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Approach Ban

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Approach Ban

Old 11th Mar 2011, 20:27
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Approach Ban

Hello there,

Regarding Approach Ban, is there a difference on holding approach from a straight in approach?

Tnx
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Old 11th Mar 2011, 20:40
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Could you explain this more please?
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Old 11th Mar 2011, 22:32
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If I understand you correctly B737-800W, you are asking if the same 'approach ban' criteria apply to:

an approach which is started from a holding pattern; and

a straight-in approach.

The answer has to be, 'yes'.

I hope I haven't missed something!

Eck
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Old 12th Mar 2011, 10:09
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I guess you wouldn't leave the hold without the minima being correct or above.

Not sure how this stands legally but it makes sense.

Will go look in a book.....
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Old 12th Mar 2011, 12:03
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Does the approach ban have any sense in CAT IIIB no DH approaches?

I don't think so.
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Old 12th Mar 2011, 12:37
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An approach ban is an altitude at which if the visibility is below the crew/aircraft minima, the pilots must initiate a missed approach.
Some ATC will request your minima before they clear for the approach and will provide you with the actual RVR at the 1000ft/OM.(non-precision/precision).
As a pilot you can request the info too.
But again some play by the rules and some don't.
Seen/heard scary things over the years...
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Old 12th Mar 2011, 13:17
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Does the approach ban have any sense in CAT IIIB no DH approaches?

--------------------------------------------------------------------------------
I don't think so.
Cat IIIB still has a minimum RVR value- I the reported RVR falls below this before the ABP, the approach cannot be continued.
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Old 12th Mar 2011, 14:02
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Most airports in the world you can fly the approach, and it is your decision at what stage (not below published min) you decide to scrub it. Some airports (Dhaka) (Local rules) will not allow you to attempt an approach!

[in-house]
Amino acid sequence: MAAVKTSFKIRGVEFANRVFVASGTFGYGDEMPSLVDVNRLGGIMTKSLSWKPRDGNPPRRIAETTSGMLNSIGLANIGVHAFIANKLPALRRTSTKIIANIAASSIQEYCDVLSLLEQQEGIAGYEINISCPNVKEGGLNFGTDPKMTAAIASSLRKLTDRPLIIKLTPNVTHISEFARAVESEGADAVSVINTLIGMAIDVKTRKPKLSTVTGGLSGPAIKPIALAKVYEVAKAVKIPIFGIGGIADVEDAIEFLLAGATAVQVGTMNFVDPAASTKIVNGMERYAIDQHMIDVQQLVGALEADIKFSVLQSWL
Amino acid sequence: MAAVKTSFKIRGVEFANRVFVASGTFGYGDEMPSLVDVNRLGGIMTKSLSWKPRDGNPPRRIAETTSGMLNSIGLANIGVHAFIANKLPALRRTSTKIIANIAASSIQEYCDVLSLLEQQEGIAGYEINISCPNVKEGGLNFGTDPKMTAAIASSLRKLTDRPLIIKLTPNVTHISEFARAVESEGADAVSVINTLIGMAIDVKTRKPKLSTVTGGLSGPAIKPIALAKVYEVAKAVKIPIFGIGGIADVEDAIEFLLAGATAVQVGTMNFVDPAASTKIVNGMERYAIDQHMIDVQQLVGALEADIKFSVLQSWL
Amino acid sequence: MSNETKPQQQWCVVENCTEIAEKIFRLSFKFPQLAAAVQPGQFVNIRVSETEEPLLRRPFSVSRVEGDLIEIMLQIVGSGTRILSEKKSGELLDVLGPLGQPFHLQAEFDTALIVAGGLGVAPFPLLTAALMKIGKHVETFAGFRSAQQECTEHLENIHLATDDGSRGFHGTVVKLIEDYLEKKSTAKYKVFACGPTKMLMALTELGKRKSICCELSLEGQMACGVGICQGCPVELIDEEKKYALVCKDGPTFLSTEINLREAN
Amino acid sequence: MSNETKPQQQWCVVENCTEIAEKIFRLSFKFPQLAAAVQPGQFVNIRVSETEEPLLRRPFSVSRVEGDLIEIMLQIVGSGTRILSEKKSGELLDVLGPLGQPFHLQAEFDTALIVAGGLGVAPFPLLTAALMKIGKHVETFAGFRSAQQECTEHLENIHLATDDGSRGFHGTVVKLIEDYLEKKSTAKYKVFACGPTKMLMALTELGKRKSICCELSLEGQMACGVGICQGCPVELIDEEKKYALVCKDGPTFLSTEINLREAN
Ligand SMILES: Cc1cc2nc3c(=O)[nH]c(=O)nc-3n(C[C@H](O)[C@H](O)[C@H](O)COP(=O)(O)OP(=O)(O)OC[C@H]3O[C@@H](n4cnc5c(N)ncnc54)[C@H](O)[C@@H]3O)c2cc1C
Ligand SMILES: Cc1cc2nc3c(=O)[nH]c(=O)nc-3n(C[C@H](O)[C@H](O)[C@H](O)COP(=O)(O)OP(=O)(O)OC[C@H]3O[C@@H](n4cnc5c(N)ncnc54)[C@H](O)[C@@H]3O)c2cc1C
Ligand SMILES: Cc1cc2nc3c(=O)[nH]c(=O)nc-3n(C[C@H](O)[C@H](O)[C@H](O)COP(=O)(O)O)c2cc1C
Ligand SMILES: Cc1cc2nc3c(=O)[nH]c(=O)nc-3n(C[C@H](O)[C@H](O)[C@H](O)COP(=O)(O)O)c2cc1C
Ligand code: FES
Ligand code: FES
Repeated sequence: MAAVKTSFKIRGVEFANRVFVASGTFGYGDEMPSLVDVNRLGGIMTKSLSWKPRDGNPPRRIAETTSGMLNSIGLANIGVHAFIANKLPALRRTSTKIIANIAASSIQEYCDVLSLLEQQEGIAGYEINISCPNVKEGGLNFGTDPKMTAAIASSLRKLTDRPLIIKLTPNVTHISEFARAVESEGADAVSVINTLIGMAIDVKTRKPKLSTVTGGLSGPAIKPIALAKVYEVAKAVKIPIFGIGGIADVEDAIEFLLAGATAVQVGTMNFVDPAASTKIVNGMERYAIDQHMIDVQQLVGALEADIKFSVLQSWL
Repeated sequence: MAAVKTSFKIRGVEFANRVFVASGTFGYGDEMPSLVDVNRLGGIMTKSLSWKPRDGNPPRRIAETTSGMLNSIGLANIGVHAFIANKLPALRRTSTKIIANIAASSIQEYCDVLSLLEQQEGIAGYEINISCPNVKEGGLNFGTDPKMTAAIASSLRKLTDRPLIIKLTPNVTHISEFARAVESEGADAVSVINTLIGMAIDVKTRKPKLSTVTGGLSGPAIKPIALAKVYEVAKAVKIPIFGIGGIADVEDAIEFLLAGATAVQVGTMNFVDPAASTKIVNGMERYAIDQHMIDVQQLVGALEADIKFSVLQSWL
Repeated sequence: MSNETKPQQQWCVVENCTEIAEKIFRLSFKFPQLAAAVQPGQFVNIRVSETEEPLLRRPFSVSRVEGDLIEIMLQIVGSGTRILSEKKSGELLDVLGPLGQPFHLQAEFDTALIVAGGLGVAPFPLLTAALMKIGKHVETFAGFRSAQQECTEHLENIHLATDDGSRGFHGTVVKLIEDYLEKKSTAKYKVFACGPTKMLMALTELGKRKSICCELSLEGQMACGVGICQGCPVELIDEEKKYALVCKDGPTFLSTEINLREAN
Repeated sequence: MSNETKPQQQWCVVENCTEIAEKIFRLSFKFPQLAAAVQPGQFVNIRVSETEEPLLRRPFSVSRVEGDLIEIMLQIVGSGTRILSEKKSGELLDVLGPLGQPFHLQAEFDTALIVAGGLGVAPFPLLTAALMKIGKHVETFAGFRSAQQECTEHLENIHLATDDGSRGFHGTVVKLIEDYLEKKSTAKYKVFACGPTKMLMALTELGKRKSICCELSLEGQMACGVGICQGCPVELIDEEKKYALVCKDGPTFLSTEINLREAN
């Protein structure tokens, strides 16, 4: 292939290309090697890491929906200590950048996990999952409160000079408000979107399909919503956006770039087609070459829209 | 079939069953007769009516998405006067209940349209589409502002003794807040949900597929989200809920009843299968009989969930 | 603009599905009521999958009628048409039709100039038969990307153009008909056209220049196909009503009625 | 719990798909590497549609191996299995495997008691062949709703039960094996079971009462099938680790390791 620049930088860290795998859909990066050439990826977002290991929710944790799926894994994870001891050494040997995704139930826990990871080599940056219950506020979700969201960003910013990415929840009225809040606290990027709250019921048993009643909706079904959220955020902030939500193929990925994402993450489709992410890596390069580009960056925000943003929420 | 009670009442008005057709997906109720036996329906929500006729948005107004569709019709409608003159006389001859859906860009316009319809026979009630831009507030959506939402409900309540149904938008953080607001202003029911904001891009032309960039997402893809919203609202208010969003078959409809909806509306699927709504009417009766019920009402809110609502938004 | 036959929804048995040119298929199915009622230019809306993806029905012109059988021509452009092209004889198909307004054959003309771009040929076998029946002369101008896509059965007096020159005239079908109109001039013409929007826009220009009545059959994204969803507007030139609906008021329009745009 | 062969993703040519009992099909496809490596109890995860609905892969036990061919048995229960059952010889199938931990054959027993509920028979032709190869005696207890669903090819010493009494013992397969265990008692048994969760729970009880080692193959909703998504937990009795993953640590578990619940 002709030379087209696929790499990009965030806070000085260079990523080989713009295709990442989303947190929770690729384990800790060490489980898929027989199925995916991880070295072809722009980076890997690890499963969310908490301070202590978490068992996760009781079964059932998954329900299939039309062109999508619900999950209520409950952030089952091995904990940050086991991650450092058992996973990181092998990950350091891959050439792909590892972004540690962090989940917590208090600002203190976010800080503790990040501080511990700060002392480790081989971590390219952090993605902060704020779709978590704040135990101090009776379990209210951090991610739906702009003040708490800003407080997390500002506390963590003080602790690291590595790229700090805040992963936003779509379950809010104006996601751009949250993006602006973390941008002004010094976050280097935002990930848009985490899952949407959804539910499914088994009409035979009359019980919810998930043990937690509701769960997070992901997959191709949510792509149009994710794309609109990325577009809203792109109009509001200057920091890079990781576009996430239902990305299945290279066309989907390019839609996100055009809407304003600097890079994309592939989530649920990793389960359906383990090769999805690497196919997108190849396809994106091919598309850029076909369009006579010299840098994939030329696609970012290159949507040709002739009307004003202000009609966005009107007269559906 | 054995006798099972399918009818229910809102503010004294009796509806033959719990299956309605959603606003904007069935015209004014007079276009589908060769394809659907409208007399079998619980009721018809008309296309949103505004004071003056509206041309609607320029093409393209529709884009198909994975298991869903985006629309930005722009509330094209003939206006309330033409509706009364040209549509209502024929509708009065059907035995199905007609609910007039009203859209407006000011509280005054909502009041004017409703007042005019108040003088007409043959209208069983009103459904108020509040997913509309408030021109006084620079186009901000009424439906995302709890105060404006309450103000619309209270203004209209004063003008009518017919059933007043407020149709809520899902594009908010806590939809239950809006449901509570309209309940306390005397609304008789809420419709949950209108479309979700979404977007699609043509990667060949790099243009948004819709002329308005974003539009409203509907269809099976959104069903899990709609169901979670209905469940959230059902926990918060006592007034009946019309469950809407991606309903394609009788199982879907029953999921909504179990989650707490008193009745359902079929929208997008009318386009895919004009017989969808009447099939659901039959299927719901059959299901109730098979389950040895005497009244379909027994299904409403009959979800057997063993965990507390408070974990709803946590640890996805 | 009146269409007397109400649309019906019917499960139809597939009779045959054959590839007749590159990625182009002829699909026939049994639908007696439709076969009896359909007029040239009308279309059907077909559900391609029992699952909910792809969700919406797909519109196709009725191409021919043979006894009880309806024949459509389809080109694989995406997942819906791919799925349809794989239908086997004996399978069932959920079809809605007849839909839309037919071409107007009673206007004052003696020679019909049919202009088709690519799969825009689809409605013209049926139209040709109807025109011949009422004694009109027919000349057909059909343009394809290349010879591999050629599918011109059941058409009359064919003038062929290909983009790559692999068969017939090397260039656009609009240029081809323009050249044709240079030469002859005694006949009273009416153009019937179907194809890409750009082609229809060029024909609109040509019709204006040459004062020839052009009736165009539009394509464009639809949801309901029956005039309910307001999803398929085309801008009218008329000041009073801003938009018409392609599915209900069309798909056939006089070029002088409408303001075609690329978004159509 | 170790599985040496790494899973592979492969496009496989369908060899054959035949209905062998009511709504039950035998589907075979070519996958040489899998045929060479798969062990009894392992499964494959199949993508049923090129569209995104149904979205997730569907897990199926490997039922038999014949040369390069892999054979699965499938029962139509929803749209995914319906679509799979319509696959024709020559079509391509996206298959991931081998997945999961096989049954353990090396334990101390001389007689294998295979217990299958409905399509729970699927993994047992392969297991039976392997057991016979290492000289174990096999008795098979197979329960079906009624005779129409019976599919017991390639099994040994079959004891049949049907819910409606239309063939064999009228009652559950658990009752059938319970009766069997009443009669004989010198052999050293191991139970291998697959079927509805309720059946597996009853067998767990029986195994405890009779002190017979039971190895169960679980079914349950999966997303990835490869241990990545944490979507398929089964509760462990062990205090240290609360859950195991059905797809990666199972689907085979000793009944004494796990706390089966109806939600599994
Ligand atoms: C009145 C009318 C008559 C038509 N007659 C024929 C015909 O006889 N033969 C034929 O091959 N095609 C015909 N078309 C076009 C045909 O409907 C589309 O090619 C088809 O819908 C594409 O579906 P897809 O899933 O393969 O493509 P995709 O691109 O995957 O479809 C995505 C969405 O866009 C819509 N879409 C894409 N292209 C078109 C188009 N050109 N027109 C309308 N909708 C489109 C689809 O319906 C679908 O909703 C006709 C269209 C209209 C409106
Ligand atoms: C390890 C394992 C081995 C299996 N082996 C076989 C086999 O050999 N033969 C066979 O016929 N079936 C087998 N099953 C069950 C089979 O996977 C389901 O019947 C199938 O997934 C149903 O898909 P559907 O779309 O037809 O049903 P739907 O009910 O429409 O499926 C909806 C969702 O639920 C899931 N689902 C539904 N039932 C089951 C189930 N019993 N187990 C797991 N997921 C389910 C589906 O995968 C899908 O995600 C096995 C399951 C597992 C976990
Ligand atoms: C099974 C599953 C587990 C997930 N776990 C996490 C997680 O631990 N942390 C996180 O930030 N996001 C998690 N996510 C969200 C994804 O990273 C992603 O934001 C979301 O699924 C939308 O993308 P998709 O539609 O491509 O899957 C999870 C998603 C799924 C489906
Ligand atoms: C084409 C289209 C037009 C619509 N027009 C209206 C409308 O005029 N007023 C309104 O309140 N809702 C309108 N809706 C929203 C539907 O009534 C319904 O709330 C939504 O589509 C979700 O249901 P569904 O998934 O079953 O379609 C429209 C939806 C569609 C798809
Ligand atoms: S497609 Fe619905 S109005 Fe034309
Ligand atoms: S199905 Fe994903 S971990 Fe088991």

Check the AIP.
Be safe, Alex
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Old 12th Mar 2011, 14:35
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It does not matter how you get onto the final approach (radar vector, procedure or holding then procedure etc.) the approach ban is still there. (This assumes the country you are operating in and or the company you work for recognise this 'ban').
As JAR and EASA have the approach ban point as the outer marker, equivilant point or 1000' aal then all holding will be above this altitude or certainly further out on the approach path.
You will therefore have a distance to travel along the final approach path prior to the approach ban point for all instrument approaches.
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Old 12th Mar 2011, 14:46
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At Heathrow even if nothing was holding but an inbound provided his minima which was below limits we would instruct him to join the hold..
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Old 12th Mar 2011, 17:28
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Wizofoz

In a CAT I, CAT II, CAT IIIA and CATIIIB-with-DH approaches, after we overfly the OM we are allowed continue the approach even if reported RVR gets below minimum. But we can only continue till the DH, at which we go around unless we have the required visual references.

what if there is no DH at all?

In CAT IIIB-with-no-DH there is no DH, only AH. There is nothing to decide, no point at which we have to see any visual references. So I guess we should overshoot as soon as the RVR goes below minimum, at any moment during approach. Or maybe revert to CAT IIIB-with-DH minimum and then decide at that DH, It occurs to me now.
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Old 12th Mar 2011, 18:03
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For Category II operations the TDZ measurement is required, and for Category III operations the TDZ and MID measurements are mandatory. For CAT III without DH EU-OPS 1 requires only one RVR measuring point on the runway. FAA requires all 3 RVR readings to be available and above minimum. Approach ban Policy regarding an approach ban may differ from country to country. Usually the final approach segment may not be continued beyond the OM or equivalent DME distance if the reported RVR is below the published minima for the required transmissometers. After OM or equivalent position, if RVR becomes lower than the minima, the approach may be continued. FAA certified operators usually have OPS specs with FAF being nominated as approach ban point. Some countries set the approach ban at IAF.